P. Venugopal, J.
1. The petitioner in I.A. No. 617 of 1975 filed the petition under sections 4 and 5 of the Provincial Insolvency Act, to release four items of properties from the custody of the Official Receiver on the ground that his step-mother had purchased those four items from the insolvent. The insolvent and the Official Receiver were impleaded as respondents in that petition. The insolvent remained ex parte. The Official Receiver issued notice to all the creditors and having no response from the creditors, filed a counter stating that the creditors have not taken any interest. Thereafter, three of the creditors filed I.A. No. 687 of 1975 to implead themselves as parties in I.A. No. 617 of 1975. In view of Section 28(2) of the Provincial Insolvency Act and the absence of any material to show that) the Official Receiver was not acting properly in the interest of the estate, the trial Court dismissed the application filed by the creditors for impleading themselves as parties in I.A. No. 617 of 1975. This order of the trial Court was confirmed in appeal by the lower appellate Court. Hence the present civil revisi.on petition before this Court.
2. The learned Counsel for the civil revision petitioner contended that Section 28(2) of the Provincial Insolvency Act has no application to the proceedings sought to be instituted by the three creditors and the Courts below were not justified in passing an order refusing the three creditors to be impleaded in the claim petition filed in I.A. No. 617 of 1975.
3. In Kishan Doss Talwar and Anr. v. Adeshwar Lal Jain and Ors. : AIR1972Delhi122 , it was held that a suit for a declaration that a partition decree obtained by the insolvent was a fraudulent one to defraud the creditors is not barred by Section 28 of the Provincial Insolvency Act, and no leave of the insolvency Court was required for filing it. In Harnam Chandar v. Rup Chand and Ors. : AIR1932All382 , it was held that a declaratory decree that certain property was not attachable or saleable in execution of the decree against the insolvent is not hit by the bar under Section 28(2) as a suit was not a remedy against the property of the insolvent. In the decision reported in Donepudi Subramaniam v. Num Narasimkan and Ors. : AIR1929Mad323 , a Division Bench of this Court held that leave of the Insolvency Court under Section 12(2)(b) of the Provincial Insolvency Act of 1907 is not necessary for the commencement of a suit by the attaching creditor to contest the order passed in favour of a claimant allowing his claim to the properties attached by the creditor even though the judgment-debtor was adjudicated as insolvent. In the. present case, the proceeding initiated by the civil revision petitioners is directed against the transferee of the insolvent and is intended to remove the hurdle created by the insolvent and calculated to bring the property into the common hotchpot for the benefit of all the creditors. Such a suit does not have the effect of dismissing the insolvent estate or prejudicially affecting the general body of creditors of the insolvency proceedings. As the petition by the civil revision petitioners is not for a remedy for realising the debts and recovering the same by ignoring the insolvency proceedings and will benefit all the creditors by augmenting the insolvency pool, Section 28(2) of the Provincial Insolvency Act is not attracted and leave of Court is not necessary to commence the proceedings. Hence, there is no legal bar for allowing the civil revision petitioners to be impleaded as parties in the claim petition, I.A. No. 617 of 1975.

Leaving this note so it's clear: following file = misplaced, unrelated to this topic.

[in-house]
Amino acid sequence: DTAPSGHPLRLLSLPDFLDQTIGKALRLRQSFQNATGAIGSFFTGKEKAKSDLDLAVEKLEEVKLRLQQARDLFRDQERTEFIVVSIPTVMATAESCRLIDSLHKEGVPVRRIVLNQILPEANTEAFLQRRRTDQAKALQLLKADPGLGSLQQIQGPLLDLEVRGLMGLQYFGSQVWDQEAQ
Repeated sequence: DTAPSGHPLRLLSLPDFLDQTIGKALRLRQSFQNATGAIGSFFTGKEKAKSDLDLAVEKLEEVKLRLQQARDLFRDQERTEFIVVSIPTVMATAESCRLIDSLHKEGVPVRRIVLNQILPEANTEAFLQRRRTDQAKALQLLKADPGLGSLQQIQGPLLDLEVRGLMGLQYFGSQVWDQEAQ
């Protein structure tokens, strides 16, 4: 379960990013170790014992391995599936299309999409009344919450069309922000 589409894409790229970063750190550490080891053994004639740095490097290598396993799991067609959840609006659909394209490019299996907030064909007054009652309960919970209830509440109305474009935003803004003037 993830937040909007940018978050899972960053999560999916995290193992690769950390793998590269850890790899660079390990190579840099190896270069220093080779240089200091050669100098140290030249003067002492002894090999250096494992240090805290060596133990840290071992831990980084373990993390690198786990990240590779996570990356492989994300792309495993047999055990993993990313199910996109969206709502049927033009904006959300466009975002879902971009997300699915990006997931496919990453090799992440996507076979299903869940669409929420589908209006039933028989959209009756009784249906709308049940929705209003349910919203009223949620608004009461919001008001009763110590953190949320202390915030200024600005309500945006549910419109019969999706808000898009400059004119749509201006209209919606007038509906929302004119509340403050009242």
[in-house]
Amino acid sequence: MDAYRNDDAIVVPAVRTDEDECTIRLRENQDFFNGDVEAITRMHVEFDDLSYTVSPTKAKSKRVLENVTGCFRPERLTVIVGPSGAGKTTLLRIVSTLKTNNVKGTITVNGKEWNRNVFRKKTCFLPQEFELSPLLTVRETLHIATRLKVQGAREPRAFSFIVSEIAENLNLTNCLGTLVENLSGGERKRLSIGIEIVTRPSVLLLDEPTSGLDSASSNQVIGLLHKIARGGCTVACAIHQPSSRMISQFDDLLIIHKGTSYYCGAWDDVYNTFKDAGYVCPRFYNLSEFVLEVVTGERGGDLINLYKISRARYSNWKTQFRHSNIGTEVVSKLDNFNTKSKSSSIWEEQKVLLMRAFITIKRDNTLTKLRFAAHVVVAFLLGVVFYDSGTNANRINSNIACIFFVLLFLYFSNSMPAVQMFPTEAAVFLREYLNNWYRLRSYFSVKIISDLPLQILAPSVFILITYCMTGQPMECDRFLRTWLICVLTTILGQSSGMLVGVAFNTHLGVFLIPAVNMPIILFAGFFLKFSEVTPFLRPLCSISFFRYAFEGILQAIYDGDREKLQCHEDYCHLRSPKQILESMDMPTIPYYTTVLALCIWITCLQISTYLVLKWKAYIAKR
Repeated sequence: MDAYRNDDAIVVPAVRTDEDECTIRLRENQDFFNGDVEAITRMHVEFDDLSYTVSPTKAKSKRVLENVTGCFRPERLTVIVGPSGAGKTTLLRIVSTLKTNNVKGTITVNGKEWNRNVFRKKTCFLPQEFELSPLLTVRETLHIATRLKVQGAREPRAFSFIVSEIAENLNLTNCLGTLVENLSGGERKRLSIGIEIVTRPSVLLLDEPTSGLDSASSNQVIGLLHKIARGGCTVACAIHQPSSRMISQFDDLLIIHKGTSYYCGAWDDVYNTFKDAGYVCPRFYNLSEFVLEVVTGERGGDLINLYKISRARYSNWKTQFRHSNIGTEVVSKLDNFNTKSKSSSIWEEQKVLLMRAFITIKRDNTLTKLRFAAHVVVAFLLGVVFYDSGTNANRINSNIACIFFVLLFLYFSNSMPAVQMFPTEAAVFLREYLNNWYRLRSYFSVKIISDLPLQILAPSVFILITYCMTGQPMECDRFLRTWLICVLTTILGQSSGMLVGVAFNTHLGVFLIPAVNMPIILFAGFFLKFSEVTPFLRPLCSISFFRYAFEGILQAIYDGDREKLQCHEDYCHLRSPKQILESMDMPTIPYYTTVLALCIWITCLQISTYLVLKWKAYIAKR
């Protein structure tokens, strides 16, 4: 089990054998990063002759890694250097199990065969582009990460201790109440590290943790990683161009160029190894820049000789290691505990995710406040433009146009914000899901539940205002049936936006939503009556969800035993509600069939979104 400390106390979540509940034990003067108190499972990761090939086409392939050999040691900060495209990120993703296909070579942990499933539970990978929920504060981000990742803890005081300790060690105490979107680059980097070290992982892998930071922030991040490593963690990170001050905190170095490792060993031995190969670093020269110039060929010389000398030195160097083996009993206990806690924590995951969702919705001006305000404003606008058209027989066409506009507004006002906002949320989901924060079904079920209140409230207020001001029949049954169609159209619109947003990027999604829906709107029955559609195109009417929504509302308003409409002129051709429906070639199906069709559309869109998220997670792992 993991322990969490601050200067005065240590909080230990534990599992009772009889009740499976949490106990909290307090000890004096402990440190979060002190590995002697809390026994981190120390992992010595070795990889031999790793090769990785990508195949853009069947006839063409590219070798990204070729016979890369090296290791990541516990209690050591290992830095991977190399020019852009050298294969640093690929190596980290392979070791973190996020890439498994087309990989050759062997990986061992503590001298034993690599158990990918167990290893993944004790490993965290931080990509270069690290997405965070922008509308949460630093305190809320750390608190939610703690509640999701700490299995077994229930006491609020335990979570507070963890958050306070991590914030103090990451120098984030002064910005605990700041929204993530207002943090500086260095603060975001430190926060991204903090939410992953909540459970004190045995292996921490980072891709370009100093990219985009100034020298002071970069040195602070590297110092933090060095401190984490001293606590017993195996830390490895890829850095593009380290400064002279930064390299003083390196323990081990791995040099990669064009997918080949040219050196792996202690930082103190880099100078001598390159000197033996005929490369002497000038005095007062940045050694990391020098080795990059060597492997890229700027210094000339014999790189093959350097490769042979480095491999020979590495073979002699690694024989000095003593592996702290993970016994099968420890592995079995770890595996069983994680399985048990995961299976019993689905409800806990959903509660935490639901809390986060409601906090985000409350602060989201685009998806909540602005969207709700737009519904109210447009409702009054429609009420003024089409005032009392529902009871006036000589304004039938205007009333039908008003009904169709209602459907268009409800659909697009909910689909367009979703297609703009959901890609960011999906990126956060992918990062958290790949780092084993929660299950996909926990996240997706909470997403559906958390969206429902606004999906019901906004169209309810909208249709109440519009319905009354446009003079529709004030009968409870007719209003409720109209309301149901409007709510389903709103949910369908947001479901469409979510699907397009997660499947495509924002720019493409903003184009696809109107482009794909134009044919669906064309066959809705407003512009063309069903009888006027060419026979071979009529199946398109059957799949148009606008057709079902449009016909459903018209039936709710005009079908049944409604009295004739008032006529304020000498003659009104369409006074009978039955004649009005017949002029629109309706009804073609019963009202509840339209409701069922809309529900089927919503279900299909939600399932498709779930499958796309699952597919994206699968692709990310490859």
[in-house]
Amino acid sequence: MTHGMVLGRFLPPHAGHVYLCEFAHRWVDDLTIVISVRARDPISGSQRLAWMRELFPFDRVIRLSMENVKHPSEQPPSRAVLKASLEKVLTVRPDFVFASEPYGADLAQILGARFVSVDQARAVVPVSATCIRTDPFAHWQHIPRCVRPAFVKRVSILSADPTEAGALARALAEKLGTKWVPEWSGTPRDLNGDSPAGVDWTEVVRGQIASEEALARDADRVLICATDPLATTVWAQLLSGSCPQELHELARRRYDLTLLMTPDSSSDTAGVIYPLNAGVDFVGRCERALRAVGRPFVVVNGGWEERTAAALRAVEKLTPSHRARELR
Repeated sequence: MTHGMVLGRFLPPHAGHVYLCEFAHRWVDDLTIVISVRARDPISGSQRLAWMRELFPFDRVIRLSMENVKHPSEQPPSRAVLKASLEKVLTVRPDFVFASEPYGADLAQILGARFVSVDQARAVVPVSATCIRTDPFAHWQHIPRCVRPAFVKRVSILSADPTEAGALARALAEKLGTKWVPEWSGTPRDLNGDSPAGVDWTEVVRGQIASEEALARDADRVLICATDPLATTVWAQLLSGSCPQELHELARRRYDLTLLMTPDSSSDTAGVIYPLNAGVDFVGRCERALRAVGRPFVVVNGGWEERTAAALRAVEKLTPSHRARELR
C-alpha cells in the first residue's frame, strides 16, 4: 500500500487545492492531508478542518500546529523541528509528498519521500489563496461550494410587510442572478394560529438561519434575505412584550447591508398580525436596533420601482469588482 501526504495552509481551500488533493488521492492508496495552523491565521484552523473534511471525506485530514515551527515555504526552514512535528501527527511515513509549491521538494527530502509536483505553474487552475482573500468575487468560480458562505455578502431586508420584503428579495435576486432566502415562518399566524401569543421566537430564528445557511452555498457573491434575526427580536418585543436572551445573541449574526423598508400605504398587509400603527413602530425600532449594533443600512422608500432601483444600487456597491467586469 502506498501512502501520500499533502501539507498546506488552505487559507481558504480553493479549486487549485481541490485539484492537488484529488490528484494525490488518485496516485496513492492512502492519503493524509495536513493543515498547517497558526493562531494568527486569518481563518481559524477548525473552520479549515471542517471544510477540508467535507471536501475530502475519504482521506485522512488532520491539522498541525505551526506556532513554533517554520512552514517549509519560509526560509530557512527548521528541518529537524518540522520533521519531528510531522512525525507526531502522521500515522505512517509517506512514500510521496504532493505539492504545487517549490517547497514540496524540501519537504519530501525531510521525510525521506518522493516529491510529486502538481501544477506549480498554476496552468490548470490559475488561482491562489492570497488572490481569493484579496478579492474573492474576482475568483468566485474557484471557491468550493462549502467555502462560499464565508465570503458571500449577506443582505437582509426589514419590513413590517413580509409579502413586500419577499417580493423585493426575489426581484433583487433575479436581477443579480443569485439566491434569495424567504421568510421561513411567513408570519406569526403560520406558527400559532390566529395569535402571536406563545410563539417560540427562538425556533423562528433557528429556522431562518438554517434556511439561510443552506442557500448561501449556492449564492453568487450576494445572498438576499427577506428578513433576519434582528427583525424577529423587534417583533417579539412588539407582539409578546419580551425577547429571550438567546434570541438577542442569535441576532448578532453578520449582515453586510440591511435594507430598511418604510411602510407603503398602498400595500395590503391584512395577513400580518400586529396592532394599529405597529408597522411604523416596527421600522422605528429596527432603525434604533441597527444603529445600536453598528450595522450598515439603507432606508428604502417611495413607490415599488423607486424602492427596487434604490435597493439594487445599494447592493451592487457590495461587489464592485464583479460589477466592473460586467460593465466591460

4. In the result, the civil revision petition is allowed and the civil revision petitioners are permitted to be impleaded as parties to the claim petition in I.A. No. 617 of 1975 and the claim petition should be disposed of after hearing the newly impleaded parties. Parties to bear their own costs.